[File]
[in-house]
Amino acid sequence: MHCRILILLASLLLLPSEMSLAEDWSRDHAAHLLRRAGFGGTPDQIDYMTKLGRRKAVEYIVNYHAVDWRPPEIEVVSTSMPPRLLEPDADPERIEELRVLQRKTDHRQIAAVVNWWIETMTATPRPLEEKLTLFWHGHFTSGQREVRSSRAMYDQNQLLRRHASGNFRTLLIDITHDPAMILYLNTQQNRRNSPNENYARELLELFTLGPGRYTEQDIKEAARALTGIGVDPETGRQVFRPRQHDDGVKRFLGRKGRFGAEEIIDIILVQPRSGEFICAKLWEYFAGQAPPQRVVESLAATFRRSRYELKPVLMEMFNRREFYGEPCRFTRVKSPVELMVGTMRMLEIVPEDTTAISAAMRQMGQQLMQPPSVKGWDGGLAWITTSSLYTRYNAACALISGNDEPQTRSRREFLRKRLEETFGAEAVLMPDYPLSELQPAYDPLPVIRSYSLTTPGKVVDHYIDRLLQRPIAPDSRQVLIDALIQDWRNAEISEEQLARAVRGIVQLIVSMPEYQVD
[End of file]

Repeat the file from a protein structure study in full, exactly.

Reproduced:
[in-house]
Amino acid sequence: MHCRILILLASLLLLPSEMSLAEDWSRDHAAHLLRRAGFGGTPDQIDYMTKLGRRKAVEYIVNYHAVDWRPPEIEVVSTSMPPRLLEPDADPERIEELRVLQRKTDHRQIAAVVNWWIETMTATPRPLEEKLTLFWHGHFTSGQREVRSSRAMYDQNQLLRRHASGNFRTLLIDITHDPAMILYLNTQQNRRNSPNENYARELLELFTLGPGRYTEQDIKEAARALTGIGVDPETGRQVFRPRQHDDGVKRFLGRKGRFGAEEIIDIILVQPRSGEFICAKLWEYFAGQAPPQRVVESLAATFRRSRYELKPVLMEMFNRREFYGEPCRFTRVKSPVELMVGTMRMLEIVPEDTTAISAAMRQMGQQLMQPPSVKGWDGGLAWITTSSLYTRYNAACALISGNDEPQTRSRREFLRKRLEETFGAEAVLMPDYPLSELQPAYDPLPVIRSYSLTTPGKVVDHYIDRLLQRPIAPDSRQVLIDALIQDWRNAEISEEQLARAVRGIVQLIVSMPEYQVD